Who can call themselves anti-racist feminists?
The anti-racist feminist movement is growing and raising its voice. Discussions on racism and whiteness are becoming increasingly common in newspapers, on the internet and in social media.
- We have a different debate today than just three years ago, says Tobias Hübinette, researcher at the Multicultural Centre.
“When looking at the world around us, we find that we’re not included in the public space. When it comes to feminism and anti-racism, there always seems to be somebody else’s outlook when stories are told and problems formulated. An outlook with no experience of meeting the world with a body that exists on other people’s terms.”
These are the words of the people behind the Swedish website ‘Rummet’, launched January 2014. The site is aimed to provide a safe zone for individuals with personal experience of racism. The initiative has received recognition in mainstream media, and liberals have criticised it for being separatist. Rummet is just one example of how anti-racist feminism is acted out.
‘Another example is the political party Feminist Initiative, which is not only pro-feminism but also explicitly anti-racist’, says Tobias Hübinette.
According to Hübinette, the upswing of anti-racist feminism can be attributed to the presence of a movement focusing on these issues. In the past, the link between racism and feminism has been found mainly in academia, within postcolonial feminist research.
‘Today, Sweden has a large group of people who despite being born and raised in Sweden are often not considered to be fully Swedish because they aren’t white. They speak good Swedish, have Swedish references and know their way around. Now they have found a voice and are making their presence known in the public space’.
Racist and fascist political parties have in recent years increased in popularity in both Sweden and the rest of Europe. According to Diana Mulinari, professor in gender studies at Lund University, the emergence of the anti-racist feminist movement is a response to this development.
‘A lot of people feel threatened and are thinking about when they should leave Europe. But their fears and knowledge about the racism they’re facing have not been taken seriously. These political parties are a threat not only to migrants but also to feminism as such’.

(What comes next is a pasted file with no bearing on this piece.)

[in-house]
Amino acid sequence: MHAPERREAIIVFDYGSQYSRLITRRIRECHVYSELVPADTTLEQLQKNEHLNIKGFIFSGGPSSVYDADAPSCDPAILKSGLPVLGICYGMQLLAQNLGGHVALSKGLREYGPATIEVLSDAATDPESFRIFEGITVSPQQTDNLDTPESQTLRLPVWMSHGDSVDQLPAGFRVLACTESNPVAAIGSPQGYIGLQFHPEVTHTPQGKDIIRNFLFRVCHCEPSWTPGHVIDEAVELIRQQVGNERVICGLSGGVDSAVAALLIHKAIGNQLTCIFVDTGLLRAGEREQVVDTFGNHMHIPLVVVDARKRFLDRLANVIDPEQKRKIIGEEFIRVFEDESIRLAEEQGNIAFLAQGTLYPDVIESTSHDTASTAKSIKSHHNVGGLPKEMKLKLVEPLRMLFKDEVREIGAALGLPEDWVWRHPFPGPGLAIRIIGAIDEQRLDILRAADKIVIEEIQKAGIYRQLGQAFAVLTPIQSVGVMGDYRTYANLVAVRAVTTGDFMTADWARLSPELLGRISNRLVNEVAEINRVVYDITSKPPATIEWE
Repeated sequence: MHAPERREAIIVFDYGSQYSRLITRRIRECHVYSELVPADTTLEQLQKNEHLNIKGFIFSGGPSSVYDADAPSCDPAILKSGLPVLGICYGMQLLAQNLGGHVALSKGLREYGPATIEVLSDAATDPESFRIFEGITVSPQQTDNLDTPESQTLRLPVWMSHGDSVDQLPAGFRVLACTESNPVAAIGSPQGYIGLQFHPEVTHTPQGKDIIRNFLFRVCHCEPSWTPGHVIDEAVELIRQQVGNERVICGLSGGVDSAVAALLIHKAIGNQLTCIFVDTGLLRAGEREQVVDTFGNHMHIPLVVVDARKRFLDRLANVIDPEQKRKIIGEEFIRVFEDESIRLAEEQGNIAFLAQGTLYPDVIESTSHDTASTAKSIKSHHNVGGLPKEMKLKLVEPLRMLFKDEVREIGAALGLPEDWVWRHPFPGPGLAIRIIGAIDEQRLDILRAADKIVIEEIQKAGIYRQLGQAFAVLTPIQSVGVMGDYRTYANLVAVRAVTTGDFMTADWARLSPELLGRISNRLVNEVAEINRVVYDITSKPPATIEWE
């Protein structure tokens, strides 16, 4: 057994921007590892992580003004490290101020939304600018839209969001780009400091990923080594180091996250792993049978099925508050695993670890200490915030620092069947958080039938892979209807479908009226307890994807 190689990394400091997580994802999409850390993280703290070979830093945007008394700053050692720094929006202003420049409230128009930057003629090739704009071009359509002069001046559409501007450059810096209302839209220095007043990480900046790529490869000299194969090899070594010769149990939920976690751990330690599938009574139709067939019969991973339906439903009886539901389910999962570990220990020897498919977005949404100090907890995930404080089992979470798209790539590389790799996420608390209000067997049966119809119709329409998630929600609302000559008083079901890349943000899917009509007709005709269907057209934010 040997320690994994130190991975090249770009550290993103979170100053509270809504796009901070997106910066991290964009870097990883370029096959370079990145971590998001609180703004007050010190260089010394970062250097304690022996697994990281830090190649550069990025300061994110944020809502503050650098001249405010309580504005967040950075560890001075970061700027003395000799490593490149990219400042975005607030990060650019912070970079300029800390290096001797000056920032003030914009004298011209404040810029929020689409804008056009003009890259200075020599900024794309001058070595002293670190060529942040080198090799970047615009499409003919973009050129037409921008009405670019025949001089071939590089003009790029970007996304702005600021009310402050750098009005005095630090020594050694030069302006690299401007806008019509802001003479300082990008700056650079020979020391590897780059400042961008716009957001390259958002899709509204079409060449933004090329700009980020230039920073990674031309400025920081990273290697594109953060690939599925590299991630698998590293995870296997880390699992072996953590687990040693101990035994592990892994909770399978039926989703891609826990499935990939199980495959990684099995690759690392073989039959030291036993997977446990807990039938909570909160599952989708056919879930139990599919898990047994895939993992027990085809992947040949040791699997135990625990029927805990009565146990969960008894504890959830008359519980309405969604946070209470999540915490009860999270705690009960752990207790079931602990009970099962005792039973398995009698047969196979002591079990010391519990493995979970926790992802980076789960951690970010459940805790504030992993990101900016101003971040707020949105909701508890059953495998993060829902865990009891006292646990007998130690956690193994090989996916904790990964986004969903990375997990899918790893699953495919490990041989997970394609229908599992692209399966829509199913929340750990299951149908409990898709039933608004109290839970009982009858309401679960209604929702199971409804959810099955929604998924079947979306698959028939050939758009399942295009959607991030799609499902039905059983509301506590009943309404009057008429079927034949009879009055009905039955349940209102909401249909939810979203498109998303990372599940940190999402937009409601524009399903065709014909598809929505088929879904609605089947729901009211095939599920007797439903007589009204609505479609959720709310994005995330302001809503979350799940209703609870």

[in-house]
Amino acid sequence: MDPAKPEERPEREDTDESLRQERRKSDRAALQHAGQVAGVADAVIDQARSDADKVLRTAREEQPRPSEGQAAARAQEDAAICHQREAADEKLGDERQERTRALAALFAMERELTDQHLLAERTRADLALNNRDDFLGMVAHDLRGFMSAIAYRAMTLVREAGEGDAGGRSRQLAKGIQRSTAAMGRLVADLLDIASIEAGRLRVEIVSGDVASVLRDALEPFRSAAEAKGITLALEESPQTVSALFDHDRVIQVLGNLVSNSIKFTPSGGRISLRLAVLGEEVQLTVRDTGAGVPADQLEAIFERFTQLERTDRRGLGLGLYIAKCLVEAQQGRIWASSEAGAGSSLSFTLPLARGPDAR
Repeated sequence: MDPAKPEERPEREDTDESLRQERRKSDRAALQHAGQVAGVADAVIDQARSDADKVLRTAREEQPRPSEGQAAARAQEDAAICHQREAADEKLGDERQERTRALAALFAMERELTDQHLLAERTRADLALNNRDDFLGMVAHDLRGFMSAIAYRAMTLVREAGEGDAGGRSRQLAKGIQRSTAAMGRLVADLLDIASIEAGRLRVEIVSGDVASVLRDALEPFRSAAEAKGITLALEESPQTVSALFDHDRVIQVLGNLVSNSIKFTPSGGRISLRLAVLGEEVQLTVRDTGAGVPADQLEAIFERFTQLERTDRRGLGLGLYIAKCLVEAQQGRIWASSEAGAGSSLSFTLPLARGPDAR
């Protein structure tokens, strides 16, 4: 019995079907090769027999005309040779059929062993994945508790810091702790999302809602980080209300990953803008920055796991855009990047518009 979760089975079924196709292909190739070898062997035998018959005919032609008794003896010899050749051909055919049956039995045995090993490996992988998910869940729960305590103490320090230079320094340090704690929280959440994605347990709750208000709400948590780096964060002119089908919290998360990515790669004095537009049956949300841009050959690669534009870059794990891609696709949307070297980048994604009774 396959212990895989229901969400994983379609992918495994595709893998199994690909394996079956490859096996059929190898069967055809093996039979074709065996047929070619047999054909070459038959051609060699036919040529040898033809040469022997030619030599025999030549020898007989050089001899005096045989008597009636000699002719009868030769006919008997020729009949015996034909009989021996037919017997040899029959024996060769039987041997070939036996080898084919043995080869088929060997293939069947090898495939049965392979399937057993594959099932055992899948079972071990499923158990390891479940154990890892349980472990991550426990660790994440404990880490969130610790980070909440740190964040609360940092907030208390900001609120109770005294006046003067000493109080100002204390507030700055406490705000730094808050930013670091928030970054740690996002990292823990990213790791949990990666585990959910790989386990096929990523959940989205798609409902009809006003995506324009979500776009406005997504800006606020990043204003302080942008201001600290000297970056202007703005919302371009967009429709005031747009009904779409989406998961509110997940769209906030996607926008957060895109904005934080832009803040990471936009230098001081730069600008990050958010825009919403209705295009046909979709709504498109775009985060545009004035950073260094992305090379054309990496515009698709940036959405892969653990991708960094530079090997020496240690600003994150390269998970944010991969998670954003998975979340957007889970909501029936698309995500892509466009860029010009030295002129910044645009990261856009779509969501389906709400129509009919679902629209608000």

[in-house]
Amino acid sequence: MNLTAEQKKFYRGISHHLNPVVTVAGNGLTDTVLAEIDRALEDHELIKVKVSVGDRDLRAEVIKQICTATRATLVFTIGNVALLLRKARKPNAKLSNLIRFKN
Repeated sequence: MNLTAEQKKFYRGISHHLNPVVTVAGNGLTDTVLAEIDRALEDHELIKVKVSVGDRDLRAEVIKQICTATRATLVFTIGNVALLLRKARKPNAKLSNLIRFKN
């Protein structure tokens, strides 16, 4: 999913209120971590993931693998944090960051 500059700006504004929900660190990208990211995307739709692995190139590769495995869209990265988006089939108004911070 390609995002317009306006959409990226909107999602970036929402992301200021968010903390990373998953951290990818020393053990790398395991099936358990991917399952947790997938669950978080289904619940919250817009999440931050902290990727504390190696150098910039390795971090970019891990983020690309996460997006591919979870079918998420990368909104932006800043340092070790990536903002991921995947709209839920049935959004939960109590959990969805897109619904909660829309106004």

Mulinari says that the parliamentary democratic system has had problems responding to this threat since similar sentiments can be found also in other political parties. The Sweden Democrats, a flourishing Swedish political party commonly accused of being racist, are really not all that unique when they describe migrants as a problem or criminalise Muslims. Instead, says Mulinari, the Sweden Democrats merely represent a radical version of an age-old Swedish public debate. She believes that the political climate is forcing people to take to the streets in protest.
‘Nobody enjoys picketing every Saturday. I think Athena Farrokhzad, the poet, expressed it well in a radio programme last summer when she said that she would like to talk about the trees – but can’t. That’s so true. The situation is forcing us to act’.
Movement with a utopian vision
Hübinette has similar thoughts. He believes that Sweden is on a clear path to a growing divide between whites and non-whites. Last summer, the Swedish Trade Union Confederation (LO) presented a report on their members’ working conditions. Blue collar women have traditionally been a vulnerable group in the labour market as they have faced high levels of part-time work and job insecurity.
‘The study confirmed this, but also that the working conditions have improved for white, Swedish women. Today it’s women with non-European backgrounds that are worst off. This is a relatively new development’.